Fitch Solutions raised India’s fiscal deficit forecast to 3.6 per cent of the gross domestic product (GDP) for the current fiscal from the earlier 3.4 per cent due to weak revenue collections resulting from sluggish economic growth and government’s sweeping corporate tax rate cut. The Indian Government’s fiscal deficit target is 3.3 per cent.

Fitch said it has revised the forecast as revenue collection is likely to fall far short of the projections in the 2019-20 budget due to weak collections in goods and services tax (GST) and corporate income tax amid no intention to reduce fiscal spending.

The government on September 20, had announced that it would be slashing corporate income taxes for domestic companies to 22 per cent from 30 per cent previously. This would bring effective corporate tax rate, including all additional levies, to about 25.2 per cent, for companies which are not receiving any incentives or exemptions. New manufacturing companies formed after October 1, will enjoy a 15 per cent (effective rate of 17 per cent) corporate income tax rate, versus 25 per cent previously

The move is estimated to result in Rs. 1.45 lakh cr in revenue loss for the government during fiscal 2019-20, said Fitch, which revised its revenue growth forecast to 8.3 per cent (from 13.1 per cent previously), which is significantly below the government’s budget projection of a 13.2 per cent growth, according to a report.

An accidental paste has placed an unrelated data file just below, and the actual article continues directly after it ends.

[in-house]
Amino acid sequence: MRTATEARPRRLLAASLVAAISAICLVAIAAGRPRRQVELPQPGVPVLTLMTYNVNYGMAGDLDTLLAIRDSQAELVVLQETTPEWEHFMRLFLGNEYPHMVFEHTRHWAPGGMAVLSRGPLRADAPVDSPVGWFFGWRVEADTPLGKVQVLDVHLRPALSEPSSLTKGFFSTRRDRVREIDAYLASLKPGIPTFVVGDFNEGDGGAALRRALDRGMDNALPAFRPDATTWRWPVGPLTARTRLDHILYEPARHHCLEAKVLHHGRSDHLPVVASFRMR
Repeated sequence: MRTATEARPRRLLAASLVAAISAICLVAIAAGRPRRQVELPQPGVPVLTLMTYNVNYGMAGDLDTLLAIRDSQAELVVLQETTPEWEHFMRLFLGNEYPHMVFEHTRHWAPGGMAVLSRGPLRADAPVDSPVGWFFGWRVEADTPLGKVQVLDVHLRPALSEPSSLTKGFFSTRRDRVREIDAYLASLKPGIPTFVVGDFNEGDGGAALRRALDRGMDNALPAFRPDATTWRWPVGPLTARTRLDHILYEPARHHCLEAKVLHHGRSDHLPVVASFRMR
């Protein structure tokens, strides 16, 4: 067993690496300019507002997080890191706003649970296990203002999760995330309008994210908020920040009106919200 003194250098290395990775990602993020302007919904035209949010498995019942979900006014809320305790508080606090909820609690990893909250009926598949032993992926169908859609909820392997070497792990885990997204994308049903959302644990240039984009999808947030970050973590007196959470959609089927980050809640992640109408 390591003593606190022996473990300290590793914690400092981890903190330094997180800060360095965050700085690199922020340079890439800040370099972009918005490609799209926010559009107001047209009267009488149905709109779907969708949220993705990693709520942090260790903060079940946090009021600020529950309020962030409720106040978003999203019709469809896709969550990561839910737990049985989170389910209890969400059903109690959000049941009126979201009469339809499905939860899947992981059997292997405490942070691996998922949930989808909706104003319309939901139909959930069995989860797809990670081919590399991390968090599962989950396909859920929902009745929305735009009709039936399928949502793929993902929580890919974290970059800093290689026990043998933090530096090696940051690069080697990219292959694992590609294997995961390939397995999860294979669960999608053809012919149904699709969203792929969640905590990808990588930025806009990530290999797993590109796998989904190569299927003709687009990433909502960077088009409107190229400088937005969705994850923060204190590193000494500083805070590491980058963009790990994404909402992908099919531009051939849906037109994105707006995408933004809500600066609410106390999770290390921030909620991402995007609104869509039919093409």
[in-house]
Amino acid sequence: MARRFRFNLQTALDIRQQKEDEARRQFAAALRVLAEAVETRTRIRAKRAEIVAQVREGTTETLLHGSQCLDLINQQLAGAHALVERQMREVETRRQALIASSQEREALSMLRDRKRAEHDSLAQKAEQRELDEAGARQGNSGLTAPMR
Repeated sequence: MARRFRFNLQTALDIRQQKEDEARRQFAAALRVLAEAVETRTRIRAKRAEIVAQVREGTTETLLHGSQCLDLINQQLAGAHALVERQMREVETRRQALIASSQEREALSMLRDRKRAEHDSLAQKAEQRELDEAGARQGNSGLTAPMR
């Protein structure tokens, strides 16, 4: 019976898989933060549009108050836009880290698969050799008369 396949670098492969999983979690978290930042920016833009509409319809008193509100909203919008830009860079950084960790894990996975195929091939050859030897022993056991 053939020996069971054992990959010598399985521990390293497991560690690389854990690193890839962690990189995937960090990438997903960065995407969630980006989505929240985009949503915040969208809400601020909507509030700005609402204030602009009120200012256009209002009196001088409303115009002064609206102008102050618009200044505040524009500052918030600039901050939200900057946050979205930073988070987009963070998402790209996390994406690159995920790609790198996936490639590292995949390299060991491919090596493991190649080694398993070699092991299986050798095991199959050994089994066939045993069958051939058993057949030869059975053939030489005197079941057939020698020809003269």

As corporate tax accounts for 28 per cent of total receipts, the sharp reduction in tax rates will drag heavily on revenue collection. “Separately, we expect weak private consumption growth to weigh on GST collection and this is already being reflected in the growing shortfall in GST collections thus far in FY2019-20,” the rating agency said.

Besides, private consumption growth more than halved to 3.1 per cent year-on-year in the first quarter of this fiscal from 7.2 per cent year-on-year in the last quarter of 2018-19, largely due to the collapse of the Infrastructure Leasing & Financial Services Ltd (IL&FS) in September 2018, it added.

The IL&FS’s default amid fraud allegations also caused a credit crunch for industry rivals and a subsequent surge in their borrowing costs. This saw non-banking financial companies significantly cut back on lending activity in the months that followed which resulted in six consecutive months of year-on-year contractions in vehicle sales from March-September 2019.